In some embodiments, the inflatable bag 1 includes a damper skirt 4 that extends around the base of the inflatable bag 1 in a direction approximately perpendicular to the central vertical axis la, i.e., essentially horizontally. The damper skirt 4 can be made of a semi-rigid material. The damper skirt 4 can be supported by a ribbon fence 5. The ribbon fence 5 can form a plurality of compartments, e.g., 5 a-5 h, which plurality of compartments may also include compartments (not shown) around the backside of the inflatable bag 1. The ribbon fence 5 is described in greater detail below in conjunction with FIG. 4.

When the apparatus 10 is floating in the water, W, the damper skirt 4 is below the surface of the water, W. The in-water weight of the tubular structure 3 and the buoyancy of the inflatable bag 1 are configured so that the damper skirt 4 is below the surface of the water, W.

The damper skirt 4 provides a surface having a surface area in contact with the water, W, which surface resists vertical motion, V, within the water, W. In order to move vertically (heave) or tip (pitch and/or roll) relative to the surface of the water, W, in response to a wave in the water, W, the damper skirt 4 or a part of the damper skirt 4 must travel vertically through the water, W. A resistance to vertical movement of the damper skirt 4 is provided by the water above and/or below the damper skirt 4. Wave energy that would otherwise cause relative heave and/or pitch and roll of the inflatable bag 1 relative to the surface of the water, W, is dissipated by this resistance against vertical movement of the damper skirt 4 within the water, W. In essence, the inflatable bag 1 tends to follow the up and down (heave) and angular (pitch and roll) motion of waves. The buoyant structure 1 thus represents a so-called wave follower buoy.

It should be recognized that waves tend to have relatively small surface angles, for example, on the order of ten to fifteen degrees. Thus, the pitch and roll of a wave follower buoy are limited.

Referring now to FIG. 3, when in a stowed configuration, the apparatus 10 of FIGS. 1 and 2 can be fully contained within the tubular structure 3. Upon deployment, the inflatable bag 1 can inflate, for example, by way of a gas bottle (FIG. 5), and deploy from a first end 3 a of the tubular structure 3, and the fiber-optic cable 20 can deploy from a spool or the like from a second end 3 b of the tubular structure. To this end, a rod 3 c can hold the ends 3 a, 3 b (e.g., end caps) in a sealed condition prior to deployment, and the rod 3 c can be released, for example, by way of a pyrotechnic device, therefore unsealing the ends 3 a, 3 b upon deployment.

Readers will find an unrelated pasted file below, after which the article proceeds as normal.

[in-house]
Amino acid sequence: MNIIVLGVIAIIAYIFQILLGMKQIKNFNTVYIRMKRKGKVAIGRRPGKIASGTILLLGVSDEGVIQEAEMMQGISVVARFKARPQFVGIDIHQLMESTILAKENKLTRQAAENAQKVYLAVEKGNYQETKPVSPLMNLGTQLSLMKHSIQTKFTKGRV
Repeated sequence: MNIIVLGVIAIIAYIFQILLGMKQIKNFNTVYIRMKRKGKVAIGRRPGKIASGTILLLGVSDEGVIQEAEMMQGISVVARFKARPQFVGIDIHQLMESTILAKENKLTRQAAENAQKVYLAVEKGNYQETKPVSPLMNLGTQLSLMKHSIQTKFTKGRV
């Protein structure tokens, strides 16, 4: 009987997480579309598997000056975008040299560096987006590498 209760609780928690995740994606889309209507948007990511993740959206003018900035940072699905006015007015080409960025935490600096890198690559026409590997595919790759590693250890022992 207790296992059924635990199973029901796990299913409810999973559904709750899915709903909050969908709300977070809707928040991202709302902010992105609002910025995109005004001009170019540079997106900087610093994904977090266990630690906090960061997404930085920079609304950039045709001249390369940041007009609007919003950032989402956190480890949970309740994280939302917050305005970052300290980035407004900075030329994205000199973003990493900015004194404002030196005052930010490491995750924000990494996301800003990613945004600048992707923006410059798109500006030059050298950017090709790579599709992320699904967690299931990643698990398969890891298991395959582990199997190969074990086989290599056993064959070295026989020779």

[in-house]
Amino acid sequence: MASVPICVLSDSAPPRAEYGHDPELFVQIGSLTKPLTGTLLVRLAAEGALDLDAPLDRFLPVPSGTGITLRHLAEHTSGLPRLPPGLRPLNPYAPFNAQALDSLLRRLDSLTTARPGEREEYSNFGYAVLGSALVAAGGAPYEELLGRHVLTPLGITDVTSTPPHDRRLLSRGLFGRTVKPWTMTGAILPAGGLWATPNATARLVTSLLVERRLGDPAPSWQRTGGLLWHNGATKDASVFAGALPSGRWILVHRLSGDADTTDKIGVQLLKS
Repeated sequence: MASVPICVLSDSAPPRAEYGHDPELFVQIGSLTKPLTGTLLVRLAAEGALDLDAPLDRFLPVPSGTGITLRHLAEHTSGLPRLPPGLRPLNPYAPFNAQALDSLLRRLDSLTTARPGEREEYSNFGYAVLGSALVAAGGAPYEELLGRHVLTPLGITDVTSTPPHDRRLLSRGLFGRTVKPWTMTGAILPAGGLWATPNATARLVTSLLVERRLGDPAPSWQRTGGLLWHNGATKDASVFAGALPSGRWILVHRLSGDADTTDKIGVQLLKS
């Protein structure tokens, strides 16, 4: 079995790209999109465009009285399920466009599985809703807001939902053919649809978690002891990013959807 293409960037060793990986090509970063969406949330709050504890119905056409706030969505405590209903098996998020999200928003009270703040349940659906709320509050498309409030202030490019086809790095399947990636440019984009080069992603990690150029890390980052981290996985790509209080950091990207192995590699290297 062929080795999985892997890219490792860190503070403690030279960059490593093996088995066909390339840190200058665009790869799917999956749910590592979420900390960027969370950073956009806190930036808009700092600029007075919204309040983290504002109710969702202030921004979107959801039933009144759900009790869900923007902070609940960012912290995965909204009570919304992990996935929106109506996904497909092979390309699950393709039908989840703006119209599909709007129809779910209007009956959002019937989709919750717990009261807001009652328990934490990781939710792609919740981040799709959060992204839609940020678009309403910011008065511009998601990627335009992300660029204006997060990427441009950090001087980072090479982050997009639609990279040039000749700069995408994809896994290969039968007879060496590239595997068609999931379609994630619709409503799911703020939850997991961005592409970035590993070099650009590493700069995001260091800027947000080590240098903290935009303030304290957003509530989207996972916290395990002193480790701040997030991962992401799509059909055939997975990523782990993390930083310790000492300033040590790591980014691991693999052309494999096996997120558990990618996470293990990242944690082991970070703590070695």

Referring now briefly to FIG. 4, the ribbon fence 5, which is coupled to the damper skirt 4, includes a plurality of compartments, e.g., compartments 5 a-5 g. Each one of the compartments is bounded by the damper skirt 4, by the ribbon fence 5, and by the outer sidewall 1 s of the inflatable bag 1. The ribbon fence 5 can be formed from a semi-rigid material connected to the outer sidewall is of the inflatable bag 1 at spaced apart attachment regions P. Any number of compartments can be formed, including but one circumferential compartment with no attachment regions P.

Referring again to FIGS. 1 and 2, each compartment 5 a-5 h, e.g., the compartment 5 a, has an opening (or bottom hole) 6 in the lower portion thereof, proximate to where the ribbon fence 5 couples to the damper skirt 4. Each compartment 5 a-5 h, e.g., the compartment 5 a, has an open top 7. When stable in the ocean, the bottom hole 6, which has a cross section less than the opening at the top 7, is beneath the surface of the water, W, and the open top 7 can be above the surface. In some arrangements, the water line on the inflatable bag 1 when the apparatus is at rest in the ocean is approximately at a midpoint of the height of the ribbon fence 5.

Compartments 5 a-5 h act as containers for the water, W, partially entraining water, and therefore, forming a virtual mass. Taking the compartment 5 a as representative of the other compartments 5 b-5 h, fluid can enter the compartments 5 a through the hole 6 or the open top 7 and can drain from the compartment 5 a through the hole 6. The hole 7 is sized in relation to a period of surface waves so that the ribbon fence 5 generally retains water.

When the inflatable bag 1 rises due to the motion of the water, some water tends to drain out of the holes, e.g., the hole 6, dissipating kinetic energy of the inflatable bag 1 created by the rising motion of the ocean. Vertical motion of the inflatable bag 1 relative to the surface of the water, W, is thereby reduced.

The compartments 5 a-5 h can further increase the resistance to vertical motion of the inflatable bag 1 relative to the surface of the water, W, by partially enclosing the water, W, and therefore, forming the virtual mass. The virtual mass essentially requires the damper skirt 4 to vertically move the virtual mass of water within the compartments 5 a-5 h as the inflatable bag 1 otherwise attempts to move vertically relative to the surface of the water, W, in response to a wave. The virtual mass has inertia, which acts to further decrease the heave and pitch (and/or roll) of the inflatable bag 1 relative to the surface of the water, W.

Furthermore, the virtual mass of water entrained in the compartments 5 a-5 h provides the above-described at least one feature configured to reduce a rotation of the buoyant structure 1 about the central vertical axis 20 when floating in the water, W. The virtual mass provides an inertia spaced out from the central vertical axis 20. That inertia resists rotation by any force causing a torque about the central major axis 20. In some arrangements, an outer largest diameter of the ribbon fence is about fourteen inches, and a diameter of the sidewall Is of the inflatable bag 1 is about ten inches.